Hit trajectory is the rage today with hitters like Yonder Alonso, Daniel Murphy and Ryan Zimmerman all recently seeming to remake their careers due to focus on hitting the ball in the air rather than on the ground.
While the season is still young, the sabermetricians say that it only takes about 80 balls in play for ground-ball and fly-ball rates to stabilize. We’re about there for hitters unless they have struck out an incredible amount. So let’s look at all these rates now for qualifying hitters, through Sunday, to see which have improved the most vs. last year in this seemingly concerted effort to change the plane of the swing in order to get better loft on the ball when hitting it squarely. And we’ll also see who is losing this battle as pitchers and teams are also aware that ground balls are far less threatening when it comes to altering the scoreboard and are presumably trying harder than ever to induce them.
I pulled only hitters whose rate of ground balls is at least 10 percentage points different year to year. What this means, given that stabilization of a statistic only says that it’s reasonably at least half skill, is that even if we cut the rate in half and attribute the rest to completely random factors, the result is still at least five percentage points of hit trajectory change (meaningful).
So let’s look at Alonso, who has gone from a 44.6% ground-ball rate in 2016 to 26.5% this year. That’s the major reason his homer total of nine matches his career high. But let’s ballpark his rate going forward at half that difference — or 35.6%. That’s still a radical change so the bottom line with Alonso is that it’s likely he will continue to hit far more homers than we projected in March. I would bet on about 16 more for the balance of the season.
Some players have improved their rate of fly balls without boosting their homers. Others have seen dividends. The complete list of hitters at least 10 percentage points better at avoiding grounders this year vs. last year are, in addition to Alonso (the MLB leader): Jed Lowrie (13.6 points better), Zimmerman (12.2), Jay Bruce (12.2 from a previously extreme fly-ball level), Trevor Story (12.0 and also previously extreme), Joe Mauer (11.7), Orlando Arcia (11.4), Josh Reddick (11.4), Francisco Lindor (11.3), Scott Schebler (11.0), Jose Bautista (10.5 and previously extreme), Jose Ramirez (10.5) and Josh Harrison (10.4).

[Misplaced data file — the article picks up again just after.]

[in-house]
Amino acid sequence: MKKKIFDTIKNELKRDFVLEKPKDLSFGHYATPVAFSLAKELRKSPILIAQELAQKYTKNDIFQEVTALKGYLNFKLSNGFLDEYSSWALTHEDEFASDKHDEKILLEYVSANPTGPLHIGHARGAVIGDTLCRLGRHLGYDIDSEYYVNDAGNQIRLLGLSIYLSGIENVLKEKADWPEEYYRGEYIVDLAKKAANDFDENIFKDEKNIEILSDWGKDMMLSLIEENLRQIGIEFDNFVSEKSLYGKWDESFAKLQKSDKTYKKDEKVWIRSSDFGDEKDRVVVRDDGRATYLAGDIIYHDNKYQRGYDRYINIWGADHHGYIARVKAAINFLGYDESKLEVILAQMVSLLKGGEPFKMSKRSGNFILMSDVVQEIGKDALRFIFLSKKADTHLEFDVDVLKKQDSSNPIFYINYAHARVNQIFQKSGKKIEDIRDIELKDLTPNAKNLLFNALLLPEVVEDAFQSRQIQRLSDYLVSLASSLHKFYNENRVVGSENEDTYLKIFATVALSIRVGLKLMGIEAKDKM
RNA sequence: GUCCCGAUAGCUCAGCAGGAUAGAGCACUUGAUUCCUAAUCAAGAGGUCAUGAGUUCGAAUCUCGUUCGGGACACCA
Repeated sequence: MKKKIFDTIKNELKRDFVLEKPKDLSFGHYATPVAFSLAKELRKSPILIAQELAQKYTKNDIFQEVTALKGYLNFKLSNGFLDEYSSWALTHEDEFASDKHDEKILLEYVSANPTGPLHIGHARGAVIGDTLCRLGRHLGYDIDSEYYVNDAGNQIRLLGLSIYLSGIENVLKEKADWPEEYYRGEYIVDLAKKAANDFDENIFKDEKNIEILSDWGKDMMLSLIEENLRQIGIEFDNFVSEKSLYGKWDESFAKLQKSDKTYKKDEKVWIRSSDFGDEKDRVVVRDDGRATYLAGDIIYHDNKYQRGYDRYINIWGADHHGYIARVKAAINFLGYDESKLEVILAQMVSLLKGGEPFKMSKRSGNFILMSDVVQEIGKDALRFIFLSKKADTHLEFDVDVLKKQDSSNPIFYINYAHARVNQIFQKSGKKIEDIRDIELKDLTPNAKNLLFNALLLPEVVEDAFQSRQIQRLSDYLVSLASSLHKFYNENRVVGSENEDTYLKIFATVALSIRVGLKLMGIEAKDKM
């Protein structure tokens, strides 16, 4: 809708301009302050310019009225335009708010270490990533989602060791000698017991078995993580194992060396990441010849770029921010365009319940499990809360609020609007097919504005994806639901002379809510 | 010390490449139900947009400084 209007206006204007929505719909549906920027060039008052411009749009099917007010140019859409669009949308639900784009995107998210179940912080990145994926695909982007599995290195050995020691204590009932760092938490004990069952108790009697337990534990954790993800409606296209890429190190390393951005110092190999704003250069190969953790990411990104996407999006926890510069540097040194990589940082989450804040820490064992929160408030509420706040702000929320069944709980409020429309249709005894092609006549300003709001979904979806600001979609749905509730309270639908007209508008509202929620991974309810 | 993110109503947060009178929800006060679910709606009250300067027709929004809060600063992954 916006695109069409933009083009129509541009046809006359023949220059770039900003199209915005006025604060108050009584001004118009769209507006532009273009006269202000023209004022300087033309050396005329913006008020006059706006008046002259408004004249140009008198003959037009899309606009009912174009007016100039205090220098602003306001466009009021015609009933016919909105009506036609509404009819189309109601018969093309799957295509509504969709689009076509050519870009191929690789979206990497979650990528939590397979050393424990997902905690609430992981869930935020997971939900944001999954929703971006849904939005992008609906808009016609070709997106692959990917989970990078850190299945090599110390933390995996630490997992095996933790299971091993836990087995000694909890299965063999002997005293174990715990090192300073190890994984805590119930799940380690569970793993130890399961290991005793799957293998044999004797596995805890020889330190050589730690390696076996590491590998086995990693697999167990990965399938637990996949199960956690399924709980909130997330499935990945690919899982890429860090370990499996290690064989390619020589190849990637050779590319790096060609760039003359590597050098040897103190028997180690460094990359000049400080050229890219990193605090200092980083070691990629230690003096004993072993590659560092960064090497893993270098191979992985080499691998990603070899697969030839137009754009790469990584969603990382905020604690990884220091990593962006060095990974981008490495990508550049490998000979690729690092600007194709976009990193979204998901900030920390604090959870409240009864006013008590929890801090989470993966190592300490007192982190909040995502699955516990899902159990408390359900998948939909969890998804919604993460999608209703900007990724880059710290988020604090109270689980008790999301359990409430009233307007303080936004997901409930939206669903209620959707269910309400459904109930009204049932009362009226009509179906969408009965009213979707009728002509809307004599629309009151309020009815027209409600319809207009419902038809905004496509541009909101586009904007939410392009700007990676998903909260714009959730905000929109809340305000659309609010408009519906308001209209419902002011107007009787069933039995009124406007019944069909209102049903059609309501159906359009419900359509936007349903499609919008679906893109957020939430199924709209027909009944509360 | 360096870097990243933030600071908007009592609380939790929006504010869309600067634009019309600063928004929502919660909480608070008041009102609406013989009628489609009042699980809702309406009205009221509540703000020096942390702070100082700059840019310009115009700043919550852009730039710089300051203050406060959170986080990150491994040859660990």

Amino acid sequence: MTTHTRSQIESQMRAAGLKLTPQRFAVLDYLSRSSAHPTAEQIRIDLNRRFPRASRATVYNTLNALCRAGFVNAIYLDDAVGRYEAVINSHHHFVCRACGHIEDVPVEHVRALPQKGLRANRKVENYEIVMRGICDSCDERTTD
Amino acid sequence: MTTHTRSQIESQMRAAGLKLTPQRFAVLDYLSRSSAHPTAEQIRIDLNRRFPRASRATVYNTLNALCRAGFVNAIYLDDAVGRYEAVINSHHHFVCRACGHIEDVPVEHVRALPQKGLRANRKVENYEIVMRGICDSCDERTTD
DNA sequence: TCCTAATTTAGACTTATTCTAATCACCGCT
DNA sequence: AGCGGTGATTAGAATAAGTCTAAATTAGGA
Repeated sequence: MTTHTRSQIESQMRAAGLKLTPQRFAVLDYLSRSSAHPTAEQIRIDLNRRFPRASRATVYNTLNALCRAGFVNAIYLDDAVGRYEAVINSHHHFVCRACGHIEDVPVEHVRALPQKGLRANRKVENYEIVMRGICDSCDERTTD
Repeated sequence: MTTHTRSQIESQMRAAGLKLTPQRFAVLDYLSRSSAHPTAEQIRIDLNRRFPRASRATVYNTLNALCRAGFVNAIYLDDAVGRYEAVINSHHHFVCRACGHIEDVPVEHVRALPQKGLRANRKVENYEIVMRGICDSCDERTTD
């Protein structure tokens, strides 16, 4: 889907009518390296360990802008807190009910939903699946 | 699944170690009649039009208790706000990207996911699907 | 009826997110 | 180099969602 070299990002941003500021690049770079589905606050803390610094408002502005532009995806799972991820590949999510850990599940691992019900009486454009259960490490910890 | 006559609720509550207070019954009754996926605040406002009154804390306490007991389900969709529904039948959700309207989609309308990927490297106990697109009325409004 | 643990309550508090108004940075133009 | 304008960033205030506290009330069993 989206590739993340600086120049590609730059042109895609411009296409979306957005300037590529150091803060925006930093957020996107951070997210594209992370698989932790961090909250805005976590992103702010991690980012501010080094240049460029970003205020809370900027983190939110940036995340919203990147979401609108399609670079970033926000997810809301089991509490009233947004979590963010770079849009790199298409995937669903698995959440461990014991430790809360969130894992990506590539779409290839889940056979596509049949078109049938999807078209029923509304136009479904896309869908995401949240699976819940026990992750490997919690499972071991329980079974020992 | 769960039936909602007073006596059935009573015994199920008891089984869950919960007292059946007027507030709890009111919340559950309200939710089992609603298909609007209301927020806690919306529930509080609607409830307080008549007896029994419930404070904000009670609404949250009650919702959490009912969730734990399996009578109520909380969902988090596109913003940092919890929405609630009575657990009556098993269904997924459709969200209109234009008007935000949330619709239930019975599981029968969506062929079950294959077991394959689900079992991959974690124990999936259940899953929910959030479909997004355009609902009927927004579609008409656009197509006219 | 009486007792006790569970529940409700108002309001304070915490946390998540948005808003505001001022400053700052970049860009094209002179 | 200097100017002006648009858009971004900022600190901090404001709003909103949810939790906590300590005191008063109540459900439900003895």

Lowrie has only two homers. But he hit 16 in 340 at bats in 2012, albeit in a better park (Houston). He otherwise has an OPS 27% better than the league average. If the power comes as this stat predicts and Lowrie reverts to career norms of HR/FB of 6.5-to-11%, he should hit 10-to-12 homers for the balance of the season and thus become playable in 12-team formats batting at the top of the A’s lineup.
Reddick has hit 32 homers in the past and is worth rostering in all formats if you believe in this stat. I’m not trying to hedge on that but we don’t have a lot of data on hit trajectory and power in this league-wide context of hitters trying to change it. Reddick also has an OPS 17% better than average through Sunday. And he’s 11% owned. I’ll bet on 20 homers the rest of the season.
Lindor’s power spike seems bettable. Ditto his teammate Ramirez. I’ve liked Schebler since March given how his park plays for lefty power, but the issue for him was hitting too many grounders, like worm-killer Christian Yelich (still up to his old antics). But now that this problem has been seemingly rectified in dramatic fashion, I love Schebler going forward as a legitimate source of 30-homer power.
Harrison is translating his fly balls into homers and it does not seem like a fluke. If you’re too late on Harrison (he’s 45% owned), just get Lowrie (4% owned but profiling the same and with more power historically).
Guys to worry about — meaning they’re doing the opposite of the current trend by hitting more ground balls: Alex Bregman (20 percentage point spike in ground-ball rate), Kevin Kiermaier (16.8), Alex Gordon (15.7), Trevor Plouffe (15.7), Travis Shaw (14.7), Brandon Belt (14.0), Robbie Grossman (13.5), Gregory Polanco (13.2), Freddie Freeman (12.5), Justin Upton (12.0), Xander Bogaerts (11.4), Jose Altuve (10.7), Yasmani Grandal (10.6), Brian McCann (10.6), Victor Martinez (10.5), Asdrubal Cabrera (10.2) and Charlie Blackmon (10.0).
There are some interesting counter examples of hitters smacking homers despite apparently going the wrong way on hit trajectory. So you can look at Freeman and Shaw and feel confident that if their HR/FB normalizes (career high 37.9% for Freeman and 28.0% for Shaw), they can maybe hit more fly balls in line with their historic rates. So I’m not selling either based on this. But the players above who are not hitting homers may struggle to do so all year unless their now stable rate of hitting ground balls proves against the odds to be a radical fluke.